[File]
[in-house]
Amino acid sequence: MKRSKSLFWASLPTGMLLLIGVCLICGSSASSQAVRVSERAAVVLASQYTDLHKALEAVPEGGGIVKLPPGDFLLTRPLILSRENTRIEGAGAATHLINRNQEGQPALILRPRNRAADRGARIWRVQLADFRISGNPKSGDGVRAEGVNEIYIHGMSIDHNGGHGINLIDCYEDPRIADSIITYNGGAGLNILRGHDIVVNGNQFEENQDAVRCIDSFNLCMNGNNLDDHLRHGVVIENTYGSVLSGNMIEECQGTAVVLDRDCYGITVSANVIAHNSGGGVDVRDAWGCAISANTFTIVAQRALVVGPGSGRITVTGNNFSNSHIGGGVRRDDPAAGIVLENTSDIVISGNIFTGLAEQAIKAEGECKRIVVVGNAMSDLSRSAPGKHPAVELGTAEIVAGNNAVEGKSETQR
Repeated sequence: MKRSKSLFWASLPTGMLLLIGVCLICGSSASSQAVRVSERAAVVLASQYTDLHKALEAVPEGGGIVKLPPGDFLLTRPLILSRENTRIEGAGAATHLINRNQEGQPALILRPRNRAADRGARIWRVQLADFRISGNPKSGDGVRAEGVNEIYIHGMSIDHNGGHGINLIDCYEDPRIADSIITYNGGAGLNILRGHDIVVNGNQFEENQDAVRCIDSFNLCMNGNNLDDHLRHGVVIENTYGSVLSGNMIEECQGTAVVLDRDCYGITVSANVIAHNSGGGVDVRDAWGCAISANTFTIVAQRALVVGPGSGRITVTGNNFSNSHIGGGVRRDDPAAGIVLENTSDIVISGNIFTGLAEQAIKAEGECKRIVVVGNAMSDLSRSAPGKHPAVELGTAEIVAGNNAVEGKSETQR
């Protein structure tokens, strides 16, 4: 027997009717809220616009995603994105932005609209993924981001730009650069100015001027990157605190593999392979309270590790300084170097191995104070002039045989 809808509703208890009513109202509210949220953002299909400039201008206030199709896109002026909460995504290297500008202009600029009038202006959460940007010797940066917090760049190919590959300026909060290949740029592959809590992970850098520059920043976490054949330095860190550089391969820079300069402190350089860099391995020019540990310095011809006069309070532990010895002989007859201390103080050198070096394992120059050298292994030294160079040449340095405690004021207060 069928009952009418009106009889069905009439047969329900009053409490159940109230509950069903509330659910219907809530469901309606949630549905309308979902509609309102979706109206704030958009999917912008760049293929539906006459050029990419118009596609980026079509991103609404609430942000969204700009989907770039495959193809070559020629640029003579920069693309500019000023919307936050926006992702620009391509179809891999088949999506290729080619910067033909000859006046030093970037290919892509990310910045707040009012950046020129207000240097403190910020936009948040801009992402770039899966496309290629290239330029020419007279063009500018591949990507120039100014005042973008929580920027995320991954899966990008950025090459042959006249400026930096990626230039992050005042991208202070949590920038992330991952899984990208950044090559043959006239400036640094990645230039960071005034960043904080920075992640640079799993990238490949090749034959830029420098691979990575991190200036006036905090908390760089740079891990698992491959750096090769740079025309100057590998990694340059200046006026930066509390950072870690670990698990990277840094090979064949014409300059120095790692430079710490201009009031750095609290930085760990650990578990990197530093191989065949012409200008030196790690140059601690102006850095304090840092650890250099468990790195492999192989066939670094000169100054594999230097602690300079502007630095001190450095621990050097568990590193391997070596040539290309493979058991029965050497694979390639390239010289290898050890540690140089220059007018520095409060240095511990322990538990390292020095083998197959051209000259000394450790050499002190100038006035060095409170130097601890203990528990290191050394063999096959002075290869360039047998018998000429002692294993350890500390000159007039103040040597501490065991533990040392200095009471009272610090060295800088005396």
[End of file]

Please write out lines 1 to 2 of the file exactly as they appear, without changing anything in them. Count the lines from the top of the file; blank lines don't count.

[in-house]
Amino acid sequence: MKRSKSLFWASLPTGMLLLIGVCLICGSSASSQAVRVSERAAVVLASQYTDLHKALEAVPEGGGIVKLPPGDFLLTRPLILSRENTRIEGAGAATHLINRNQEGQPALILRPRNRAADRGARIWRVQLADFRISGNPKSGDGVRAEGVNEIYIHGMSIDHNGGHGINLIDCYEDPRIADSIITYNGGAGLNILRGHDIVVNGNQFEENQDAVRCIDSFNLCMNGNNLDDHLRHGVVIENTYGSVLSGNMIEECQGTAVVLDRDCYGITVSANVIAHNSGGGVDVRDAWGCAISANTFTIVAQRALVVGPGSGRITVTGNNFSNSHIGGGVRRDDPAAGIVLENTSDIVISGNIFTGLAEQAIKAEGECKRIVVVGNAMSDLSRSAPGKHPAVELGTAEIVAGNNAVEGKSETQR